We were going to a town called Petrolia, on California’s Lost Coast. I have heard of The Lost Coast before but I never thought about it very much, I figured I would never actually come here. I have discovered, however, that the surest way to end up in a place is to imagine you’ll never go there.
We had tacos at a truck in Red Bluff. They were extremely good tacos, made special with onions that seemed to have been pickled and then charred. I could have eaten ten of them but we split four. Tor added some oil to our very old Prius. Here is a photo that the 12-year-old son of the woman working the taco truck window drew.
We spent most of our time on Route 36, which took us through a town called Dinsmore, and another called Platina. It was just a two-lane road, bordered on both sides by cows and elm trees shattered in recent storms. The tree situation was pretty apocalyptic. They’re what I remember most, though this photo we took of the landscape does not have any broken trees in it. I don’t know why of all the photos we took we do not have broken trees. Here are some intact ones, sorry.
I also remember a brightly-colored house, sad in the rain, and a small plain subtly sinister white church. I bought a terrible apple at a general store, ate half of it, and threw the rest of it into the grass. We crossed the Van Duzen river several times.
Speaking of rivers, after the 36 was a quick jaunt on 101, and then, another river, the Eel.
In its broad scenic valley sits the Victorian paradise of Ferndale, an important source of much of California’s dairy. We had good biscuits here, with blackberry jam, and marveled that the town seemed both perfect and not at all real. We saw a pet grooming place and commented, as we do every time we see one, that Merle really needed to pay them a visit.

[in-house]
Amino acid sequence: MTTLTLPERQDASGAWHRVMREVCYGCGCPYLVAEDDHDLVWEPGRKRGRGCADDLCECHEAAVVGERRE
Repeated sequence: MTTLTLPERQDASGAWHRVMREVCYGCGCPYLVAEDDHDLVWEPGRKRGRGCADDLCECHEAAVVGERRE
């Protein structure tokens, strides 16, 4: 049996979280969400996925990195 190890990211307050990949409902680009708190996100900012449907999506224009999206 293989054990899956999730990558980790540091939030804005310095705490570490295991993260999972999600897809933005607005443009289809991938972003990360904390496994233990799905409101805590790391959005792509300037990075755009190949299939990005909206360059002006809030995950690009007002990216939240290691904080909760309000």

Google maps said we were 29 miles from Petrolia, but a little over an hour away. That can’t be right, we said, but it was, we realized, as we began to drive over a mountain. At first the narrow road was very dark and shaded, the green moss coating the trees — fir, spruce, cedar — was almost neon-bright. The road emerged from this chilly jungle to open space, green hills where cows grazed in the sunlit mist, then we were back in the gloom, then out again. We did a bad job taking pictures of the gloom part, here’s the part of the trip with sky:
We climbed and climbed, and I drove, and Tor read to me from an endless Facebook exchange between a hippie and a Marxist wherein the Marxist patiently explained and re-explained to the hippie that a. he was an asshole, b. no, you could not “opt out” of “the system” by doing yoga or getting all your clothes in a thrift store, and that c. the word hippie was not in the same ballpark as racial slurs.
“I seek to unite people, you seek to divide them,” the hippie kept insisting.
Eventually, the Pacific Ocean, rough, blue and studded with enormous rocks burst into view. Cows stared at us, like, yeah, we look at this every day, whatever.